It's a story with much chilly tragedy in it, but certain aspects of Beatty's style make her book a rather irritating read. Her liking for pat generalisations about Victorian culture, for instance, won't endear her to anyone with a knowledge of the period: "Adultery, bawdy conversation, immodesty of dress or behaviour were all out, and piety of all kinds was in."

Her predilection for tortuous metaphor won't win her any admirers: "In the second half of the nineteenth century the English artistic pantechnicon was grinding through the gear shifts of aestheticism and pre-Raphaelitism in the search for a new language." And later, Beatty explains that Lillie "got used to the blaze of publicity that illuminated her every move. If the public saw her in a certain way she played on it, blinding them with the mirror-dazzle of the star they had imagined. She learnt that she could hide her real self behind it like an eclipse." If you can follow that, then your astrophysics is better than mine.

She's also rather fond of naff sub-Wildean aphorisms. We learn that "Discontent, like a plant, grows in wet weather" and that "Mistakes are what give us our third dimension: they prick us into life." By this reasoning, the liveliest passage of Beatty's book is on page 132, when she erroneously claims that Oscar Wilde's mother was known not as "Speranza" (after the Italian word for "hope"), but as "Esperensa" (presumably after the well- known artificial language).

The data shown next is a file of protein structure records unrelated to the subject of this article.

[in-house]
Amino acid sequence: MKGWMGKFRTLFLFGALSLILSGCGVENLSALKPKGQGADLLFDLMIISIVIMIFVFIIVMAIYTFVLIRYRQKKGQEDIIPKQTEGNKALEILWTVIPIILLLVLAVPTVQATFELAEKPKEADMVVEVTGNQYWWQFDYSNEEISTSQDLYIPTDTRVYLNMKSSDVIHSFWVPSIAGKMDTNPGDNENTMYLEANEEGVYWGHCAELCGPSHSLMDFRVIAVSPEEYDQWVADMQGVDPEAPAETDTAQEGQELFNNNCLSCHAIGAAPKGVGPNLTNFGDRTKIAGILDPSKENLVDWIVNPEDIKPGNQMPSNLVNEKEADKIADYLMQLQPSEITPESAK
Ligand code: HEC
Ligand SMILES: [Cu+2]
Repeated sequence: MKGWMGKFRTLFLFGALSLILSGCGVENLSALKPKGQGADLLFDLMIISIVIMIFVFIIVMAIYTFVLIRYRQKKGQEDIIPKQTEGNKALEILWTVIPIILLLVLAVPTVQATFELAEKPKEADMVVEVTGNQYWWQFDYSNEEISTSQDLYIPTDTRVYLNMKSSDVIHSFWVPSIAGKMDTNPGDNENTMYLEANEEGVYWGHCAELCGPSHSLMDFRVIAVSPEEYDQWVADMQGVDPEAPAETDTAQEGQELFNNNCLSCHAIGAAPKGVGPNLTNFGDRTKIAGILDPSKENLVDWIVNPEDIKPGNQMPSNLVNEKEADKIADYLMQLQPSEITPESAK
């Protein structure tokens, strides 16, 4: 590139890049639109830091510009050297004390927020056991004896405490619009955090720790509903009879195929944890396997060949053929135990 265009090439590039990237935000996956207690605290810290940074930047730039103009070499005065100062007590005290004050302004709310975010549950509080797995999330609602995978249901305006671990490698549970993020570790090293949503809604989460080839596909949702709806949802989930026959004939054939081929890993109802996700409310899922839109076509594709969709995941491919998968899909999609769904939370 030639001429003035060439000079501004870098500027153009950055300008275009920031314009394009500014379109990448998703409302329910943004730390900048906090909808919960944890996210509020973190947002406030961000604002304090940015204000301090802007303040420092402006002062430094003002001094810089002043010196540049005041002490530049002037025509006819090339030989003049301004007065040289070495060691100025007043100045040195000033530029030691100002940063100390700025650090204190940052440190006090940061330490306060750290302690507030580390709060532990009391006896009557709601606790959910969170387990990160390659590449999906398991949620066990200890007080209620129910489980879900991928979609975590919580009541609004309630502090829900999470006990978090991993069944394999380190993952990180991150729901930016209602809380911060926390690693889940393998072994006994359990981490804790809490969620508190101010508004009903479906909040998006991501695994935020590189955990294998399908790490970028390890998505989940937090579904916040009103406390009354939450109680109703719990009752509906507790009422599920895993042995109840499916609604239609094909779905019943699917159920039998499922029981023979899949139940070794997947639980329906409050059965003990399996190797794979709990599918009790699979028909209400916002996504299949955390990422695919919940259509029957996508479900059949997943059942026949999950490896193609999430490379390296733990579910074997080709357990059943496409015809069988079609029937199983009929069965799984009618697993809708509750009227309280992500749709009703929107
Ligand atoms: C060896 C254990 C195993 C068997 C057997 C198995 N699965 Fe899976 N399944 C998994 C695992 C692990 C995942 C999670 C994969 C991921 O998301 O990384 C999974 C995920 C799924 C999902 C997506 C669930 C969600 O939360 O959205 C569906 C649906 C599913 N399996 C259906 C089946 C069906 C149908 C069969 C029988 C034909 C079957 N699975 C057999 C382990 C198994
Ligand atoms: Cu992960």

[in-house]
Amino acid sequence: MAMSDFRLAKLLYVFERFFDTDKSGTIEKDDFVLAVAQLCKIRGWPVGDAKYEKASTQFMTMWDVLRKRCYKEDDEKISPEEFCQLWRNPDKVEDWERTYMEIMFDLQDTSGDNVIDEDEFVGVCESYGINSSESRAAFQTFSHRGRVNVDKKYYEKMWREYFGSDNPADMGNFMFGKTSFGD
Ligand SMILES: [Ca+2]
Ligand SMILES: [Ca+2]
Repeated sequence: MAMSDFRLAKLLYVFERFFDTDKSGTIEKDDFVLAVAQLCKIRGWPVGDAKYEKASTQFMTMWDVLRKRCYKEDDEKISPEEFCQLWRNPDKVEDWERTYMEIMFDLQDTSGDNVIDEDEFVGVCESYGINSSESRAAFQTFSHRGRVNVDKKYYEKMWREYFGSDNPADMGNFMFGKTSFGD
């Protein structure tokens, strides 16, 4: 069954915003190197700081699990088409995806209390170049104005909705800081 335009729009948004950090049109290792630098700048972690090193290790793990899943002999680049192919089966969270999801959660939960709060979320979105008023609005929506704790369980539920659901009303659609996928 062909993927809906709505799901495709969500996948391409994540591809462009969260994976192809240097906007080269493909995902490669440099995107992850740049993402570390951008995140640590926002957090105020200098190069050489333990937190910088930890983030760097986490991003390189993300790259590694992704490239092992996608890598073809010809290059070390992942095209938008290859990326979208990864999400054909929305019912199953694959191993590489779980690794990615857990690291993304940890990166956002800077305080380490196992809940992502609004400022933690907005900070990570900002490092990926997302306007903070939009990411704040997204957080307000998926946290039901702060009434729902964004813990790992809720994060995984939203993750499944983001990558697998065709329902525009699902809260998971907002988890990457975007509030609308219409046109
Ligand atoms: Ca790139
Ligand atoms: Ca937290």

But the central difficulty lies with Lillie herself, who seems vapid in the presence of her dynamic supporting cast. She can't compete with Sarah Bernhardt, who, Beatty informs us, was rumoured to travel "with a circus of pet cheetahs and pythons and took a daily rest in a coffin lined with pink silk". Or Lord Charles Beresford, commander of HMS Thunderer, who - just for a wheeze - pumped the air out of a cabin occupied by Langtry and the Prince of Wales. Or her lover George Baird, an aristocratic thug who hired a theatre for her, then used the foyer to stage rat fights. Lillie Langtry's story is how she turned the attentions of these figures to her advantage. And perhaps the only really fascinating thing about her was that lots of people thought she was really fascinating.